Susan Blow

Susan Blow portrait.
Susan Blow. [The Early Saint Louis Movement, Harris, D.H.]

Susan Blow

Full Name: Susan Elizabeth Blow
Born: June 7, 1843
Died: March 26, 1916 (age 72)
Missouri Hometown: St. Louis
Region of Missouri: St. Louis
Categories: Educators, Women


Susan Blow was an important leader in education from Missouri. She founded the first public kindergarten in St. Louis and ran it for eleven years without any pay. Blow worked hard to give young children a good start in their education. “If we can make children love intellectual effort,” she once wrote, “we shall prolong habits of study beyond school years.”

Early Years

Susan Elizabeth Blow was born in St. Louis, Missouri, on June 7, 1843. She was the oldest of six children born to Henry Taylor Blow and Minerva Grimsley Blow. Susan’s family was well off. Her father was a wealthy businessman who made his money in the lead industry. He became a leader in St. Louis business and Missouri politics.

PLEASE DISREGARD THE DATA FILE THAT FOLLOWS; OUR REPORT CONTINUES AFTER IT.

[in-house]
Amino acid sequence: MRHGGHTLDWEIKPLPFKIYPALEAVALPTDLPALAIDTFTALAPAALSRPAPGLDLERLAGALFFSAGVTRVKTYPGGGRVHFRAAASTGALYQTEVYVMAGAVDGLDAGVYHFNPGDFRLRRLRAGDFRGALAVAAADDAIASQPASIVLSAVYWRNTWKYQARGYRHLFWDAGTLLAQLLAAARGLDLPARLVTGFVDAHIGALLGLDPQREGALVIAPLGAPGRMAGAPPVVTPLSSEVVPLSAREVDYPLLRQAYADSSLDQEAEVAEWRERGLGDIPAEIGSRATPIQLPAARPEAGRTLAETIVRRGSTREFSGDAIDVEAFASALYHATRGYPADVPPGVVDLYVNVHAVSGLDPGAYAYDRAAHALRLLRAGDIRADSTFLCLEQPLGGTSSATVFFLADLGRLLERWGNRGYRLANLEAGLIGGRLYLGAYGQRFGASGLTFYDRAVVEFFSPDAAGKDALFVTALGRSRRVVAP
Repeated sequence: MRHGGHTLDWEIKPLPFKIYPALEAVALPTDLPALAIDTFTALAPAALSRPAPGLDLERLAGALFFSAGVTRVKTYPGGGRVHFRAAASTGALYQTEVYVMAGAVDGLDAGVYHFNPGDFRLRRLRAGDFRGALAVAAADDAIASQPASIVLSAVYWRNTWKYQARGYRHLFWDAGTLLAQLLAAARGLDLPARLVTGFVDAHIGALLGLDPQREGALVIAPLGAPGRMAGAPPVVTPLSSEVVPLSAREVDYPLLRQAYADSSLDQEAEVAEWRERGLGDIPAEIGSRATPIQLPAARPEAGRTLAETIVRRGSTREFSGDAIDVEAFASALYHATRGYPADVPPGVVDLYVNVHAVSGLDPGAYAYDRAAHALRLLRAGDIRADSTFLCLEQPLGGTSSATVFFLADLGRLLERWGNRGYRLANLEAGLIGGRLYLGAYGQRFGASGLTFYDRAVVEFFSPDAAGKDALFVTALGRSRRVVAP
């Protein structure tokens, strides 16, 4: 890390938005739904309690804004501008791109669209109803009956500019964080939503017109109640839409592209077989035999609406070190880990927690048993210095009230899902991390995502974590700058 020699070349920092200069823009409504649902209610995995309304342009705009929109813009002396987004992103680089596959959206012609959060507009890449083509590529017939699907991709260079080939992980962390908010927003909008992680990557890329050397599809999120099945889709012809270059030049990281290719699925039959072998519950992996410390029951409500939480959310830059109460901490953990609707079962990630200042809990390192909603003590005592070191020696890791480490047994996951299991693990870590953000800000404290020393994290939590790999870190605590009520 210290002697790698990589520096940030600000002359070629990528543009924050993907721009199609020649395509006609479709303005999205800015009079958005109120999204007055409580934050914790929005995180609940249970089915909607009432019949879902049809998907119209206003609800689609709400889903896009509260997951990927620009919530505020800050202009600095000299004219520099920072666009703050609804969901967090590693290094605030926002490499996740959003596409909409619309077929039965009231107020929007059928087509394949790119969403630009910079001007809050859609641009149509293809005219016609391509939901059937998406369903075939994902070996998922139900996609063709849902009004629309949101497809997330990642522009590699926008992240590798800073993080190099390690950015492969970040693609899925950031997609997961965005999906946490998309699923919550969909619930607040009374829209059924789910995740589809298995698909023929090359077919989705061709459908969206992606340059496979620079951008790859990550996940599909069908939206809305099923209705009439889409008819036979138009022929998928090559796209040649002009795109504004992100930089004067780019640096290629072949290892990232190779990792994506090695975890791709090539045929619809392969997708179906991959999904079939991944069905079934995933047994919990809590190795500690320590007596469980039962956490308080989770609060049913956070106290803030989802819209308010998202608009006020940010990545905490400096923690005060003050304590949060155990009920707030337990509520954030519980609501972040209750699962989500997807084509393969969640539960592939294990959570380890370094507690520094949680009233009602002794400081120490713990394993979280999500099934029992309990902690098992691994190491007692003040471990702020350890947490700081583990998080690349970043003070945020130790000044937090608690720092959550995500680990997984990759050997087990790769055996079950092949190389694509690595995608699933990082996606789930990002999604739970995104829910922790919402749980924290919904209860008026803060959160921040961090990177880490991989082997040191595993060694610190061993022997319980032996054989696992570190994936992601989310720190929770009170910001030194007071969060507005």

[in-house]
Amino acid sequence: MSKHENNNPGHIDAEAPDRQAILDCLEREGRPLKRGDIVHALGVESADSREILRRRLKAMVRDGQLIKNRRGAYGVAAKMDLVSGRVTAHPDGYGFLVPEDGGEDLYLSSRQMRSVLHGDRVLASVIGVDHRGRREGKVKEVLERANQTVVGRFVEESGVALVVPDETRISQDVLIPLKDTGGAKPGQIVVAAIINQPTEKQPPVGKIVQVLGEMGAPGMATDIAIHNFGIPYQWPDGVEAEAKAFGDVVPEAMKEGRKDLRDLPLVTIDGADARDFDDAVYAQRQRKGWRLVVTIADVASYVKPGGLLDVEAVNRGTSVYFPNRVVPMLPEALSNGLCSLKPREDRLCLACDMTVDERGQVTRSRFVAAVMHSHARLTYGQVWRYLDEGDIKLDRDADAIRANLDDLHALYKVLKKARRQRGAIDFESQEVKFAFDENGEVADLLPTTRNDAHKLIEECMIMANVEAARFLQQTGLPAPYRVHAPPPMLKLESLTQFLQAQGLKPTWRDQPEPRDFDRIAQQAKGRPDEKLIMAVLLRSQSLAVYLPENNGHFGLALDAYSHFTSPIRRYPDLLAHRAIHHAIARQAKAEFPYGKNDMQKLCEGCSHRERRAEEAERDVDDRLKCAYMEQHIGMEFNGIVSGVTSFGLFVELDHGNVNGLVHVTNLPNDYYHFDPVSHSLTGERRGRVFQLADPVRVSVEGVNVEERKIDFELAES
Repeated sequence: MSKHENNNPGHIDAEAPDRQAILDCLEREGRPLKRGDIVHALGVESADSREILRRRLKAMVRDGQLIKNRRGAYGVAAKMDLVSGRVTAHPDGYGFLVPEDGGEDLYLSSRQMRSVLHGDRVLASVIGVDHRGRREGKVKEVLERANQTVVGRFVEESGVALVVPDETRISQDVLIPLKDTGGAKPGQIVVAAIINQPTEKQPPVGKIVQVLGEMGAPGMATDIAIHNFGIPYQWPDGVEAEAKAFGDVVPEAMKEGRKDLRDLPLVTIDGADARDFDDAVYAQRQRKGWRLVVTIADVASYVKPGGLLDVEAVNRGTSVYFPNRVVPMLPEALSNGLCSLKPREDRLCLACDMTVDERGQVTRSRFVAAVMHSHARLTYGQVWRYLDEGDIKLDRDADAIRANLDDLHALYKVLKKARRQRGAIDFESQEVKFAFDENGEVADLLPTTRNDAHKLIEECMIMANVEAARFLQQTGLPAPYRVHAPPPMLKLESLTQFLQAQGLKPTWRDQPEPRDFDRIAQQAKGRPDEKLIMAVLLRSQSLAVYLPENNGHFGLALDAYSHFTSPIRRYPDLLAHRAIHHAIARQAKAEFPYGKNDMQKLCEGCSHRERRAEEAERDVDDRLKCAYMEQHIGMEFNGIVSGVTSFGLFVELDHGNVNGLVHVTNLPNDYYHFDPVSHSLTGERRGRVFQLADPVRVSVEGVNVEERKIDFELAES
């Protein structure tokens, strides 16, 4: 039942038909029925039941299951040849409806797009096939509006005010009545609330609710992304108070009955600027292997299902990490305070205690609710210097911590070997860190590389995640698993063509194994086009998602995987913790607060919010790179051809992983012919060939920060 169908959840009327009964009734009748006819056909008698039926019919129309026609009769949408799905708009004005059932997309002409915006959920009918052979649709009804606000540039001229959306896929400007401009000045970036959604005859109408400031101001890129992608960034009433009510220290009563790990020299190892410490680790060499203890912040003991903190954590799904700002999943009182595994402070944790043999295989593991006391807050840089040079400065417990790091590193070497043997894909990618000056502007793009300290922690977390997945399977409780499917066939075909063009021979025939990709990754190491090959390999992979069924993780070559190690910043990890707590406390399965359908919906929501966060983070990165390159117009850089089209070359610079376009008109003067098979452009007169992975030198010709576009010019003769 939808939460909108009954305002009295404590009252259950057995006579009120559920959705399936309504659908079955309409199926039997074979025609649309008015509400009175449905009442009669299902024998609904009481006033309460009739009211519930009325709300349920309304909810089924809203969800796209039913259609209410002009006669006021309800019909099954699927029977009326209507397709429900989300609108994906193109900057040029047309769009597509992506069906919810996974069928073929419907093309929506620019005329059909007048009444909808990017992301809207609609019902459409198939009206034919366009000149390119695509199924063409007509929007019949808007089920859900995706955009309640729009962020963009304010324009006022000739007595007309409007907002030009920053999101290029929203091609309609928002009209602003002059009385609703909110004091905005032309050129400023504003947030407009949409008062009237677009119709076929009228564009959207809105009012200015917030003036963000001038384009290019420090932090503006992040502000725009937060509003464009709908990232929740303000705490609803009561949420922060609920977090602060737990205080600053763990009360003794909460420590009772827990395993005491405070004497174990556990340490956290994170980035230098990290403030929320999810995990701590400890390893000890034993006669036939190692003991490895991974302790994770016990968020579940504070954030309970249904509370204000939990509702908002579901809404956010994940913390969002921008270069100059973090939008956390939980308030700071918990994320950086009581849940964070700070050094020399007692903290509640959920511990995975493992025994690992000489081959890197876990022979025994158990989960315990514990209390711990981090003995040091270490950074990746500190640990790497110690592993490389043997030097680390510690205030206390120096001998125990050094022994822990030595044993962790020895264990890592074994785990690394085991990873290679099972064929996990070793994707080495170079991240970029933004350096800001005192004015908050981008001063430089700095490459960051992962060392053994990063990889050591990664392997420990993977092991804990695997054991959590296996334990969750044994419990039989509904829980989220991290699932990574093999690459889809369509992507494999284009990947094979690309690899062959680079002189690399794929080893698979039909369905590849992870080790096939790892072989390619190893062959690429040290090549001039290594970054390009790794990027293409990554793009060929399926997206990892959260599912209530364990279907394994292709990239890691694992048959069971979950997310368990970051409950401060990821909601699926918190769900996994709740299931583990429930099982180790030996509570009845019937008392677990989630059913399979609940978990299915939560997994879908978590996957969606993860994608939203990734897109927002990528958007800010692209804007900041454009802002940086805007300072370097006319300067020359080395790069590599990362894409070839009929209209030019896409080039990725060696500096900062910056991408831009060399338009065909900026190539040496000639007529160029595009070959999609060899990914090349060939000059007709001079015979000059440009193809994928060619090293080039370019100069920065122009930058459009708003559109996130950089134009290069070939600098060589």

Susan lived in a home on the Mississippi riverfront until she was six years old. In 1849, a great fire burned the riverfront and downtown St. Louis. It destroyed many buildings, including Susan’s home. Then a deadly cholera epidemic swept through the city. It killed about seven thousand people and caused many families to resettle in outlying areas. Henry Taylor Blow moved his family to Carondelet, a French settlement five miles downriver from St. Louis.

[History of Saint Louis City and County, 1883, opp p. 609]
Henry Taylor Blow (1817 – 1875)